Bill Mortimer

Leader of Enterprise New Business Development at W.L. Gore & Associates Inc., headquartered in Newark, Del.

Class is never out:

In American corporate culture, Mortimer is a guy who did well even though he never finished college. At W.L. Gore & Associates Inc., it's more like Mortimer never left campus.

Mortimer was 20 in 1981 and working odd jobs - a carpet cleaning business, as a salesman, a convenience store clerk - after dropping out of college when he heard about a company with a unique way of doing business.

Bob Gore was a college student in 1957 when he came up with a way to use polytetrafluoroethylene - you now know it as Gore-Tex - to insulate wire. Gore founded his company with a culture that turned away from the typical boss-employee relationship and fostered a workplace where "sponsors" help guide associates on the job.

"They're kind of like your advocate and your cheerleader," Mortimer said. "I was lucky enough to have some very good ones who taught me a lot and let me grow."

Cloak-and-dagger: Mortimer laughs when asked if he understood what he was getting into 26 years ago. Gore job interviews focus as much on whether a candidate can fit into the culture as what skills he or she brings to the company.

"We're somewhat of a cloak-and-

dagger organization that way," he said. "We don't really tell people what they're going to be in for."

What Mortimer found was a company that had put about 400 people together in one place and encouraged them to find as many logical uses for Gore-Tex as possible. The company, driven at what he calls a "frantic, frenetic pace," tried and rejected uses and enjoyed "eureka" moments that are now part of the corporate lore.

"Cross-fertilization" of ideas: Those efforts would later be spun off into different branches of the company, arranged in cluster campuses with 8,500 people in 45 locations around the world, all innovating furiously.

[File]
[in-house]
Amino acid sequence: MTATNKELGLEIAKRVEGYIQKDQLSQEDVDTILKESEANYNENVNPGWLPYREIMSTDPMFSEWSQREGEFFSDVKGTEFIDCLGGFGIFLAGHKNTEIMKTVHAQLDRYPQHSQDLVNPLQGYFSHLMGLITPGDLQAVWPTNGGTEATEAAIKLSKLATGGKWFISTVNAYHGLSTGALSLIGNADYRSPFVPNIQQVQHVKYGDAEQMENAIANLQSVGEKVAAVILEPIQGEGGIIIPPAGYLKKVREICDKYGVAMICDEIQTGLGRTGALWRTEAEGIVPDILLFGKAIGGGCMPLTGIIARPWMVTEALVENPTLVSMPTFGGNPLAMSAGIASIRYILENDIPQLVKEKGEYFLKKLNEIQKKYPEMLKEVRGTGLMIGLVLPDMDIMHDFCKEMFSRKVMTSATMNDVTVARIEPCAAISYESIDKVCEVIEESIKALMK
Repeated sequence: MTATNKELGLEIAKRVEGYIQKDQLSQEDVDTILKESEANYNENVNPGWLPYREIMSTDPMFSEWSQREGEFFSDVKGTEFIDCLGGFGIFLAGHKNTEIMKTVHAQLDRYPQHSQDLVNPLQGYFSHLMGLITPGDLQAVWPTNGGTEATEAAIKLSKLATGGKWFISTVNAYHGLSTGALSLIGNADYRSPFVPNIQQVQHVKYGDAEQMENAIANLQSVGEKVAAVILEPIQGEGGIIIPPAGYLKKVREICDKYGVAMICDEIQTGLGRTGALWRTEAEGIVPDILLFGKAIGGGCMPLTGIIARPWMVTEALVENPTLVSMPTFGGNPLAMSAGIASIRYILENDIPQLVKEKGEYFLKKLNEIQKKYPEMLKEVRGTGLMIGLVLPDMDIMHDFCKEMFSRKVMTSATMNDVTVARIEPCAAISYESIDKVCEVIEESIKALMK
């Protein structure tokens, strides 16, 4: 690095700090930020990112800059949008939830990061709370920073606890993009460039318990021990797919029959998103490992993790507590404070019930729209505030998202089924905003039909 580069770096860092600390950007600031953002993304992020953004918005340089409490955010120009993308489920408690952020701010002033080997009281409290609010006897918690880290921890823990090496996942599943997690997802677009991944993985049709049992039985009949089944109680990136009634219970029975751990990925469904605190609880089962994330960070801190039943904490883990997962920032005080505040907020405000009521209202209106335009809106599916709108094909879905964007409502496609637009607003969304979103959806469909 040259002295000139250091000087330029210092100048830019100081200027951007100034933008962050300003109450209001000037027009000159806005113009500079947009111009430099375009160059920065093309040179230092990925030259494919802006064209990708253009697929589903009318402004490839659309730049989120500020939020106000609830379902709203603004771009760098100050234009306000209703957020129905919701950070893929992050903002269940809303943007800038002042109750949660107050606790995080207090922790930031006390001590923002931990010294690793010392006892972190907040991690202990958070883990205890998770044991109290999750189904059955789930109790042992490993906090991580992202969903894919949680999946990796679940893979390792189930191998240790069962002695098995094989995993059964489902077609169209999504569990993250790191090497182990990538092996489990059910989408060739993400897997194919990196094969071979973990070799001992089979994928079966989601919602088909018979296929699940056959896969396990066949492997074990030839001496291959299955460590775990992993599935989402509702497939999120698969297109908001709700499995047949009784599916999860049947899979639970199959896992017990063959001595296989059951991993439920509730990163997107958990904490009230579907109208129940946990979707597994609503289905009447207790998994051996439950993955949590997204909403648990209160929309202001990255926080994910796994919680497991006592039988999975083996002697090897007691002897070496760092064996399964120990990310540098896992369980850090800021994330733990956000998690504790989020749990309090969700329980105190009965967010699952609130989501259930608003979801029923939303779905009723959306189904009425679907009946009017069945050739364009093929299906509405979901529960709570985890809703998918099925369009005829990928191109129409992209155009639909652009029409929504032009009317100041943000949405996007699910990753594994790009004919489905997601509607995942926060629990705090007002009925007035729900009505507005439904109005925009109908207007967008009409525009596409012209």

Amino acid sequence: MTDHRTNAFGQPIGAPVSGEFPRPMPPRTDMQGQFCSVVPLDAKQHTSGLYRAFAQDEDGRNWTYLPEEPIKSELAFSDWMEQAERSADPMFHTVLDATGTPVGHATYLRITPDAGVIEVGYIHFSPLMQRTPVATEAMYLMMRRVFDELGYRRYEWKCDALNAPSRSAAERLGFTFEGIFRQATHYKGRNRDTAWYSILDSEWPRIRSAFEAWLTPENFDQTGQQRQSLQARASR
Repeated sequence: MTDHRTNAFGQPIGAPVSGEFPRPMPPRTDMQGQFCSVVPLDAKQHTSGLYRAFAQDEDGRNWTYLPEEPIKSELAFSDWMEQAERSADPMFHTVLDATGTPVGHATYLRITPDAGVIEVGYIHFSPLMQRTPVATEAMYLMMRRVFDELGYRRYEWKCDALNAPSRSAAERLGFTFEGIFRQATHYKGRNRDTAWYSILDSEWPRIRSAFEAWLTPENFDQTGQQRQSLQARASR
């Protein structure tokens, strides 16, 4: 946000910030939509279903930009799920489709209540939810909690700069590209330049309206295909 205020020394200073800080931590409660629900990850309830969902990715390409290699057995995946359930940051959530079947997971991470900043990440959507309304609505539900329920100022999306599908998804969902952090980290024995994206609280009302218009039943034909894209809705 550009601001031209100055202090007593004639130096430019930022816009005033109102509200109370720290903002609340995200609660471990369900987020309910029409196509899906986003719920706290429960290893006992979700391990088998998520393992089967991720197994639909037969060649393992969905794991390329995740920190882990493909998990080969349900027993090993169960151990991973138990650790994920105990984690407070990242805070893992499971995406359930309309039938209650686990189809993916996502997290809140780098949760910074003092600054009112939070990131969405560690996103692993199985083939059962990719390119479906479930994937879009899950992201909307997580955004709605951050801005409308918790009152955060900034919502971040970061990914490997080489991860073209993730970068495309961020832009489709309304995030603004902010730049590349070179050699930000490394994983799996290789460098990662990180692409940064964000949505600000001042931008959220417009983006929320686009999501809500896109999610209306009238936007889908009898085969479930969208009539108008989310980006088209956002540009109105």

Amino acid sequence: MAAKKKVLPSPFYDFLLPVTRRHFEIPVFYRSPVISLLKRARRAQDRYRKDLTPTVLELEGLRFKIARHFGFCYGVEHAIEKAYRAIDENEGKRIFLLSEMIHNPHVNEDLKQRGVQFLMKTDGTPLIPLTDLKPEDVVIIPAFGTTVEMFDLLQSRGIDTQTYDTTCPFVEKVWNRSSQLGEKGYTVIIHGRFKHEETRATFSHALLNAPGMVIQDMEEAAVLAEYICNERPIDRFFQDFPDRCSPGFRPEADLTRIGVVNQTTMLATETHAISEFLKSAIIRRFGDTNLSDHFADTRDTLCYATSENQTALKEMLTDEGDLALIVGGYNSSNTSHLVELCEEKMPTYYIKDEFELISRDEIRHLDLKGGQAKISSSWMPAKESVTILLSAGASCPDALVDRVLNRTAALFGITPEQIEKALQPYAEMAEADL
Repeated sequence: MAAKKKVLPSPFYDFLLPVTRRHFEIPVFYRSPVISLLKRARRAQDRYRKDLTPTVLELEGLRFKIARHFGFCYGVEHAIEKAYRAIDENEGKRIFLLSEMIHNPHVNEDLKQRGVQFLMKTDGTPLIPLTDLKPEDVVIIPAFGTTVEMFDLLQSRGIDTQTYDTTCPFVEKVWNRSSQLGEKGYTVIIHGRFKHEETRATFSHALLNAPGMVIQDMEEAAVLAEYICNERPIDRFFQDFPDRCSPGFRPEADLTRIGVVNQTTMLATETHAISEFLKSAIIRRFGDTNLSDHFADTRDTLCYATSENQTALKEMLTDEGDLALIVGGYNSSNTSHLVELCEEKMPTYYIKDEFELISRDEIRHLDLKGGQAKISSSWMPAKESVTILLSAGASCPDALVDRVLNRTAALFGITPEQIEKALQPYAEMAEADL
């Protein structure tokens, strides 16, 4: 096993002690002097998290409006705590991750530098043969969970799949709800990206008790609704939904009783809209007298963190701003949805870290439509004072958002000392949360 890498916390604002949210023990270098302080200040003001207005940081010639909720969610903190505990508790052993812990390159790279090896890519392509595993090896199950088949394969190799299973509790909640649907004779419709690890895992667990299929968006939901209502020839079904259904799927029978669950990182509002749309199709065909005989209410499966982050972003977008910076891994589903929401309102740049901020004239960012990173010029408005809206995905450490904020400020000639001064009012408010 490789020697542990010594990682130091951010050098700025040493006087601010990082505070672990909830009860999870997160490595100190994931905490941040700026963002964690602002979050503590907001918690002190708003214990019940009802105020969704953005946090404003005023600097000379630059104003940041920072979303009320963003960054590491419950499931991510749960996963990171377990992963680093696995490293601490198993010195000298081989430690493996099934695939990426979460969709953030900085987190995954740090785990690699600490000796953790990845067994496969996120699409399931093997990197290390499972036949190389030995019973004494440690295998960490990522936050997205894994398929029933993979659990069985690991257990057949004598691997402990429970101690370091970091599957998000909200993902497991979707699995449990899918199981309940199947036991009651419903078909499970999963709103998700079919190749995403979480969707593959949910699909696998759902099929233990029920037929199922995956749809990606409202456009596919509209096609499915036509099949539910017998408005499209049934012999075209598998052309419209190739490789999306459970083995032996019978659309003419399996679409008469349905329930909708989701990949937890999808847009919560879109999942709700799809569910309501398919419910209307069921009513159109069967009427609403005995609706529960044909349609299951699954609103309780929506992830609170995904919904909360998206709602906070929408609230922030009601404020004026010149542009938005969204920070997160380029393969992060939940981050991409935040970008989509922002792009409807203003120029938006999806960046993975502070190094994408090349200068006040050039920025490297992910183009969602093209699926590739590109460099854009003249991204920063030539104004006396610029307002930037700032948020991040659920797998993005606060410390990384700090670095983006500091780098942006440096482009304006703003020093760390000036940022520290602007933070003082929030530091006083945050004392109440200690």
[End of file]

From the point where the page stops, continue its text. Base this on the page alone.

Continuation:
They started by experimenting with Gore-Tex for use as plumber's tape to seal leaks. A technician working on an idea for a vascular graft came up instead with a new type of guitar string.

Borrowing ideas from other branches became a monthly endeavor. Another technician worried that a medical stent-graft might be too weak found a way to reinforce the device with material being used to insulate wire.

Yet another idea, this time for dental floss, was going nowhere because other corporations were not interested. So the company gave it away to dental hygienists, who made it so popular that W.L. Gore was soon overwhelmed with requests for more from patients.

Show-and-tell: Mortimer now presides over a monthly in-house trade show - sort of like a science fair for fellow associates - where ideas are shared and tested.

Five to six people are chosen each month to give a 20-minute presentation on whatever they are working on.

Many people thrive in the college-like atmosphere, where Thursday nights in summer mean competitive volleyball matches with 35 teams playing on 12 sand courts on campus.

But not everyone can take the collegial attitude. "And it's a shame because it's a painful thing to watch," Mortimer said. "If you need structure and to be told what to do, this is a bad place for you."
- Chris Brennan,
Daily News staff writer